By Chris Prentice and Nell Mackenzie
NEW YORK/LONDON (Reuters) -Wall Street shares were mixed and European stocks finished little-changed as talks in Washington resumed to avert a U.S. default, while gold prices retreated under pressure from hawkish remarks by Federal Reserve officials.
Oil prices finished higher on demand optimism. U.S. treasury yields rose.
House Republican Speaker Kevin McCarthy said Monday morning’s debt talks were “on the right path” ahead of a meeting with U.S. President Joe Biden. June 1 remains a “hard deadline” after which Treasury expects the federal government will struggle to pay its debts, a stance the agency reiterated on Monday.
A failure to lift the debt ceiling would trigger a default, likely sparking chaos in financial markets and a spike in interest rates.
The MSCI world equity index, which tracks shares in 49 nations, gained 0.19%.
The S&P 500 edged up 0.02% to end the session at 4,192.63 points and the Nasdaq gained 0.50% to 12,720.78 points, buoyed by technology sector gains. The Dow Jones Industrial Average declined 0.42% to 33,286.58 points.
Europe’s STOXX 600 index was little-changed, recovering earlier losses.
“There is broad expectation that a deal will get done in Washington. The market is responding to that,” said Quincy Krosby, chief global strategy at LPL Financial in Charlotte, North Carolina.
“There has been some hedge-fund buying in the regional banks. That is a healthy sign for the market.”
The KBW Banking index jumped about 3%.
Jonathan Pingle, U.S. chief economist at UBS, said the Japanese yen and gold were best placed to benefit from any U.S. default.
“Only a one-month-long impasse post the X-date is likely to cause a tightening of financing conditions sharp enough that it causes the dollar to rally strongly,” said Pingle.
In a move seen as a ramping up of U.S.-China trade tensions, Beijing on Sunday barred U.S. firm Micron from selling memory chips to key domestic industries over security concerns.
The ban helped stocks of Micron’s rivals in China and elsewhere, which are likely to benefit as mainland companies seek memory products from other sources.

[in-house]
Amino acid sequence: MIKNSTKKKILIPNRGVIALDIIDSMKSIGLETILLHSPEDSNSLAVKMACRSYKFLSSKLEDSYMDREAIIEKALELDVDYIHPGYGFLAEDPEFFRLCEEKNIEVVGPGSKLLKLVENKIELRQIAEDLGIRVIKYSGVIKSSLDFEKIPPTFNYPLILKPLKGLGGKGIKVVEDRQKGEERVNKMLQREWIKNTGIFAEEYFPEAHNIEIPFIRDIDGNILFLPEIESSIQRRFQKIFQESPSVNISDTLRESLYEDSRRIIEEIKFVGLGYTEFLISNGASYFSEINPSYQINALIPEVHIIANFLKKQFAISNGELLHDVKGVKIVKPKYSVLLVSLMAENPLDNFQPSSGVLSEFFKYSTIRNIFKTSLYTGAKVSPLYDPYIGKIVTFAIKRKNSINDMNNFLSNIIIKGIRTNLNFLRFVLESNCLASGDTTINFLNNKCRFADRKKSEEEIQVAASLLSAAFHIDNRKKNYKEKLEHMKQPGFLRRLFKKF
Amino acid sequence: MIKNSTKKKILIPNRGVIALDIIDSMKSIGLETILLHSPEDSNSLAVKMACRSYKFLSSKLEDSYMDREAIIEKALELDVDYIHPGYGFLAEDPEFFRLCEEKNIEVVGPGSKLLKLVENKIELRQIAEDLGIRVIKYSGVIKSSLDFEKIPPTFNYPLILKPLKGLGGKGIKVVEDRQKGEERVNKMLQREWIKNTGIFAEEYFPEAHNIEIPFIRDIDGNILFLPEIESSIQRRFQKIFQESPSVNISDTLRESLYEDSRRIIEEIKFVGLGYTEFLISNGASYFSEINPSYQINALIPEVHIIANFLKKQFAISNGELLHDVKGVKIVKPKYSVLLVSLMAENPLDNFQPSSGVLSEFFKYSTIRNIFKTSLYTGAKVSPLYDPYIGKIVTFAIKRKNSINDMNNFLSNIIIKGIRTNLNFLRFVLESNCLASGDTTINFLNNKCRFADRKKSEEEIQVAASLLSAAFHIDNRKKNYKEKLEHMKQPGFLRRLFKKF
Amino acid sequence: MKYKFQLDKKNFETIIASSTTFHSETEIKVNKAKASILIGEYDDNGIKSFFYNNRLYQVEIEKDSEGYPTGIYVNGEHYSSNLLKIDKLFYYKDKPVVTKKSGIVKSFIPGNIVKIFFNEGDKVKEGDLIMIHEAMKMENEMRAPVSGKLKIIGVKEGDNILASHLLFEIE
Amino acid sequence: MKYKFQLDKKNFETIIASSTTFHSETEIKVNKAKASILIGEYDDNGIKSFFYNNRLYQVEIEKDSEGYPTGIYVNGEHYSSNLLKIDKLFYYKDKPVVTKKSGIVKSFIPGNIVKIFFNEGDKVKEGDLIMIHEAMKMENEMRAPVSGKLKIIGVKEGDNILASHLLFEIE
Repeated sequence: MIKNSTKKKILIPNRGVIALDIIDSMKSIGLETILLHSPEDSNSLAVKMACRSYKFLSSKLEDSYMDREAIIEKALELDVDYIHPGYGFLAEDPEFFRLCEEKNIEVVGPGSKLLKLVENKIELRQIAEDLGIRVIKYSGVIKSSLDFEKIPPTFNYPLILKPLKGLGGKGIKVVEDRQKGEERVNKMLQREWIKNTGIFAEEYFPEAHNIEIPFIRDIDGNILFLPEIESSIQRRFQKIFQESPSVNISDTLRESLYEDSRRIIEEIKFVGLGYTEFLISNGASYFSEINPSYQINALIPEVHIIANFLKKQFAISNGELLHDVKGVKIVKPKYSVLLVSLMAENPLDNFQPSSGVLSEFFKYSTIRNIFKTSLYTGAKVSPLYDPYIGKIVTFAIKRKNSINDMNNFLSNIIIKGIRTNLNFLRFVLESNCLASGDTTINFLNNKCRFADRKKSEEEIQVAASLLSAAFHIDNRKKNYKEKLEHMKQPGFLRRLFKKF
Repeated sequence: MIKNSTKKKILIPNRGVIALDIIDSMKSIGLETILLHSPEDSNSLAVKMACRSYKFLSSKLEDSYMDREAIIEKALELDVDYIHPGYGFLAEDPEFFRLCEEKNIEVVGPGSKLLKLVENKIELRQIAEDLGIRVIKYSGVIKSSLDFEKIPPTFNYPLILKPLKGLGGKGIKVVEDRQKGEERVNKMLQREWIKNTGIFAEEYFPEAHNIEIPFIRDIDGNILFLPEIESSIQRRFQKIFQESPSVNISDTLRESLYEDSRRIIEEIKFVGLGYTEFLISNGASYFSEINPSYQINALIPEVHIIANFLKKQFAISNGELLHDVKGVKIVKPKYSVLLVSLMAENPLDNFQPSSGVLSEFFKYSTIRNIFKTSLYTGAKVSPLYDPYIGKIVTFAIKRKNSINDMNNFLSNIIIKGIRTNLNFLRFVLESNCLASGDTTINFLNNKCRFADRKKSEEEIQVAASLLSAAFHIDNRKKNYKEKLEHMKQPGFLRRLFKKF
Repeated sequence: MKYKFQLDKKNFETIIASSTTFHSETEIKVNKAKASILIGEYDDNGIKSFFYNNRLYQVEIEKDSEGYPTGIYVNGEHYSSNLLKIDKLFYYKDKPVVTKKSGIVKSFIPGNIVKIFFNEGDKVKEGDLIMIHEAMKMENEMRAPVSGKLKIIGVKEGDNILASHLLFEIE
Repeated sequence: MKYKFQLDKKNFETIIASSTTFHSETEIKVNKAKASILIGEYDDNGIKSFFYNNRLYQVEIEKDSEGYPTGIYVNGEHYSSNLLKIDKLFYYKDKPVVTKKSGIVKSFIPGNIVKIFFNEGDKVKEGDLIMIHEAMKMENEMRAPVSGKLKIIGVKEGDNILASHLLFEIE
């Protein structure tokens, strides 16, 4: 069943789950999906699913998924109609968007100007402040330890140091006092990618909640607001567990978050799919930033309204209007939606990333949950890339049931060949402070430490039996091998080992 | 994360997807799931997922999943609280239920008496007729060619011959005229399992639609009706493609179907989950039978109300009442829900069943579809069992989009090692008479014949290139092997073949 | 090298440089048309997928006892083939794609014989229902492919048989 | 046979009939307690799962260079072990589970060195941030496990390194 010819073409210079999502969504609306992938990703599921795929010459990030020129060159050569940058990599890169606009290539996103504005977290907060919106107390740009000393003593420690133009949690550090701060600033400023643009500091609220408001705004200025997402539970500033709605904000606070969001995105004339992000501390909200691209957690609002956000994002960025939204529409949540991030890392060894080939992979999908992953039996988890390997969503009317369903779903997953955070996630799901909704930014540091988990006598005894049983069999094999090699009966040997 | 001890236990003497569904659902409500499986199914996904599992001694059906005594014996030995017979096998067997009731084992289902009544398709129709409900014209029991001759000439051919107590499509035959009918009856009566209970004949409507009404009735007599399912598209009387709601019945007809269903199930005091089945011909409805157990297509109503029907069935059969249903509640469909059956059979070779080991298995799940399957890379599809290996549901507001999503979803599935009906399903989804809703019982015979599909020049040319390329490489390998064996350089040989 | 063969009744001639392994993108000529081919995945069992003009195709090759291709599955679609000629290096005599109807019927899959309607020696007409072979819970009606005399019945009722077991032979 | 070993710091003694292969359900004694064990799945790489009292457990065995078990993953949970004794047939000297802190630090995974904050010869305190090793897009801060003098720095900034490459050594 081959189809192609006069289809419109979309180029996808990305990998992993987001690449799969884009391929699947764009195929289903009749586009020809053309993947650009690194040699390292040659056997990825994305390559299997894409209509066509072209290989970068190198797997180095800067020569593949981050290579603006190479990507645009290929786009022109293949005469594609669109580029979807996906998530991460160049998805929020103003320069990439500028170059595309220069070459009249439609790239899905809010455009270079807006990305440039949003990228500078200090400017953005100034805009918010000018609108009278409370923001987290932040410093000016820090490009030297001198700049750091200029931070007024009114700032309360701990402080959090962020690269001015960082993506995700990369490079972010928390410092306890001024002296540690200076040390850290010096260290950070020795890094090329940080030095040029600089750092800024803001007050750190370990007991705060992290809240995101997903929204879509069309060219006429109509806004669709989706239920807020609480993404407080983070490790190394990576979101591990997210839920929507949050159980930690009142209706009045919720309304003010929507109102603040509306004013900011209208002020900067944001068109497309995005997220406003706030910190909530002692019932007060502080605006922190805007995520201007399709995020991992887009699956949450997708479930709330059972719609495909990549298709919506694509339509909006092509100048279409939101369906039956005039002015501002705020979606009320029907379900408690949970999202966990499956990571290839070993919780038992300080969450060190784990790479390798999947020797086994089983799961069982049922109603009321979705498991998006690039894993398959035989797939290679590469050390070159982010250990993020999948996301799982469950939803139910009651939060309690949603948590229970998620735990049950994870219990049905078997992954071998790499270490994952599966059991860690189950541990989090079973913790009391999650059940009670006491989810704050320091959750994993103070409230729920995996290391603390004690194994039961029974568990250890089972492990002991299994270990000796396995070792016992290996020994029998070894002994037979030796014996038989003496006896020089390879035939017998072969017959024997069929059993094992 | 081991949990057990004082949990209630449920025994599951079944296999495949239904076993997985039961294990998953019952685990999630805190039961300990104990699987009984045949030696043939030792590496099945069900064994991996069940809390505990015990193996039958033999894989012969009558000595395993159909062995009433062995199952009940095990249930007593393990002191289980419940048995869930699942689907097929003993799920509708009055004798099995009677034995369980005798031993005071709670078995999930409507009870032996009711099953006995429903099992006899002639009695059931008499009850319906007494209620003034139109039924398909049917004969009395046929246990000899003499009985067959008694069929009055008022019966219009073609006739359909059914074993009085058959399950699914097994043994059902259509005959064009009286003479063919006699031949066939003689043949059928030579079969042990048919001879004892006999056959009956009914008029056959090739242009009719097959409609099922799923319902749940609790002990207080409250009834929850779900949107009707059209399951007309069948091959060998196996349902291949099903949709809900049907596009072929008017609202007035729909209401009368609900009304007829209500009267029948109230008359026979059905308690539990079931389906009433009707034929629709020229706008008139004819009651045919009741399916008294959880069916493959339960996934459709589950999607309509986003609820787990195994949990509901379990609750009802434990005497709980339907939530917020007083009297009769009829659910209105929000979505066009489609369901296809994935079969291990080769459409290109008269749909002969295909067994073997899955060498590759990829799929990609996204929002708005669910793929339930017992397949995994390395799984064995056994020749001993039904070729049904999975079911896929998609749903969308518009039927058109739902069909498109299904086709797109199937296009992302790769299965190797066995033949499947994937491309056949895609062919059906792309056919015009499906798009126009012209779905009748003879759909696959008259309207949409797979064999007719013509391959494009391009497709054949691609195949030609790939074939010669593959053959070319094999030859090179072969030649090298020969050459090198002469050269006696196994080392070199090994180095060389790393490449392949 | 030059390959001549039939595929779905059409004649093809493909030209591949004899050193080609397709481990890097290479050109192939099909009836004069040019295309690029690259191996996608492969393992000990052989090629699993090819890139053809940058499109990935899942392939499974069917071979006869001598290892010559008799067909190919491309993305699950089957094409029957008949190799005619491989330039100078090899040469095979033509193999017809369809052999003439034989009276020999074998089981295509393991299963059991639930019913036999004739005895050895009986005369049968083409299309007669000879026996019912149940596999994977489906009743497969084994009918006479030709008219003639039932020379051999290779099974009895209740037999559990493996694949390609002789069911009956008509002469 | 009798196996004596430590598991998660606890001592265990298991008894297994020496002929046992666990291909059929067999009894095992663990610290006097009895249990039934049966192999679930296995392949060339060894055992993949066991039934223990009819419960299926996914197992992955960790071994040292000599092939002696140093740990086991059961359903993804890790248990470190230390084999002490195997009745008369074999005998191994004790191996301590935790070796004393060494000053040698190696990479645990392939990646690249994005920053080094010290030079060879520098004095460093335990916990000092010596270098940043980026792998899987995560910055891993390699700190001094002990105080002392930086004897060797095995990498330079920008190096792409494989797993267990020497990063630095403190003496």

Minneapolis Federal Reserve President Neel Kashkari said it was a “close call” whether he would vote to raise interest rates or to pause the central bank’s tightening cycle when it meets next month. San Francisco Fed President Mary Daly said it is too soon to say what the central bank will do next.
Inflation has eroded U.S. households’ sense of financial security, the Fed said.
“No one should think the Fed is afraid of raising rates again. They have the luxury of a solid labor market, a consumer still willing to spend, and an economy that is growing, albeit slowly,” LPL’s Krosby said.
Spot gold prices fell 0.25% to $1,971.68 an ounce by 4:47 p.m. EDT (2047 GMT). Gold futures settled down 0.22% at $1,977.20.
The yield on benchmark 10-year Treasury notes rose to 3.7206% from 3.692% previously. The two-year yield, which rises with traders’ expectations of higher Fed fund rates, touched 4.3346% compared with a prior close of 4.289%.
The dollar index, which tracks the greenback against a basket of currencies of other major trading partners, was up at 103.25.
In Asia, China kept its key lending rates unchanged even as an economic recovery disappointed. Traders were also digesting the implications of the Group of Seven’s “de-risk, not decouple” approach to China and supply chains that the group flagged at its summit.
MSCI’s broadest index of Asia-Pacific shares outside Japan rose 0.6%.
U.S. crude finished up 0.61% at $71.99 a barrel. Brent crude rose 0.54% to settle at $75.99 per barrel.[O/R]
(Reporting by Chris Prentice, Nell Mackenzie, Stella Qiu and Rae Wee; Graphics by Kripa Jayaram and Lewis Krauskopf; Editing by Mark Heinrich and Stephen Coates)